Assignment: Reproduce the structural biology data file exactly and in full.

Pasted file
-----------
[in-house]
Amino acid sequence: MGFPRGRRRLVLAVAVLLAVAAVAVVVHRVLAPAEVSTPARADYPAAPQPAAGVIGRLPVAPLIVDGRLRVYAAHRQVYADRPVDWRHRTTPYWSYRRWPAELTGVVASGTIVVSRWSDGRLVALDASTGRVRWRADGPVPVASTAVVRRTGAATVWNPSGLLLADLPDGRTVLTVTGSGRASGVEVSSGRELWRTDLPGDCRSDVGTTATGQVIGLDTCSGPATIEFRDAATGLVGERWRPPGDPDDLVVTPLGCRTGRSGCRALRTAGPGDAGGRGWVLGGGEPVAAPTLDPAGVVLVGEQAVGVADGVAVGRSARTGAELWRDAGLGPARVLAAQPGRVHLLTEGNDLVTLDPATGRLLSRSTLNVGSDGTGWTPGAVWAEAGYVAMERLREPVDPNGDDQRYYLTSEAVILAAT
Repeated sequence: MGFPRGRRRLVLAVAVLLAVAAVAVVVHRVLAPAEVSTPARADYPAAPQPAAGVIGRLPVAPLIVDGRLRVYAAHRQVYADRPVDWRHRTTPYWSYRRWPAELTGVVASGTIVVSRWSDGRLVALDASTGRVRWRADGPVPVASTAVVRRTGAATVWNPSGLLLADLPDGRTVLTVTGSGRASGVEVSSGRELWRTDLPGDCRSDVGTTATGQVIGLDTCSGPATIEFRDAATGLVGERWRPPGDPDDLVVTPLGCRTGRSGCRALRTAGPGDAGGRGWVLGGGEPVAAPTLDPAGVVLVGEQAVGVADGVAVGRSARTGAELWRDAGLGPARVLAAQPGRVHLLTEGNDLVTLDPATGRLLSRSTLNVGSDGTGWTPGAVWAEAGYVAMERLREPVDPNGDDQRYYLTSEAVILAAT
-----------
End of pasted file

[in-house]
Amino acid sequence: MGFPRGRRRLVLAVAVLLAVAAVAVVVHRVLAPAEVSTPARADYPAAPQPAAGVIGRLPVAPLIVDGRLRVYAAHRQVYADRPVDWRHRTTPYWSYRRWPAELTGVVASGTIVVSRWSDGRLVALDASTGRVRWRADGPVPVASTAVVRRTGAATVWNPSGLLLADLPDGRTVLTVTGSGRASGVEVSSGRELWRTDLPGDCRSDVGTTATGQVIGLDTCSGPATIEFRDAATGLVGERWRPPGDPDDLVVTPLGCRTGRSGCRALRTAGPGDAGGRGWVLGGGEPVAAPTLDPAGVVLVGEQAVGVADGVAVGRSARTGAELWRDAGLGPARVLAAQPGRVHLLTEGNDLVTLDPATGRLLSRSTLNVGSDGTGWTPGAVWAEAGYVAMERLREPVDPNGDDQRYYLTSEAVILAAT
Repeated sequence: MGFPRGRRRLVLAVAVLLAVAAVAVVVHRVLAPAEVSTPARADYPAAPQPAAGVIGRLPVAPLIVDGRLRVYAAHRQVYADRPVDWRHRTTPYWSYRRWPAELTGVVASGTIVVSRWSDGRLVALDASTGRVRWRADGPVPVASTAVVRRTGAATVWNPSGLLLADLPDGRTVLTVTGSGRASGVEVSSGRELWRTDLPGDCRSDVGTTATGQVIGLDTCSGPATIEFRDAATGLVGERWRPPGDPDDLVVTPLGCRTGRSGCRALRTAGPGDAGGRGWVLGGGEPVAAPTLDPAGVVLVGEQAVGVADGVAVGRSARTGAELWRDAGLGPARVLAAQPGRVHLLTEGNDLVTLDPATGRLLSRSTLNVGSDGTGWTPGAVWAEAGYVAMERLREPVDPNGDDQRYYLTSEAVILAAT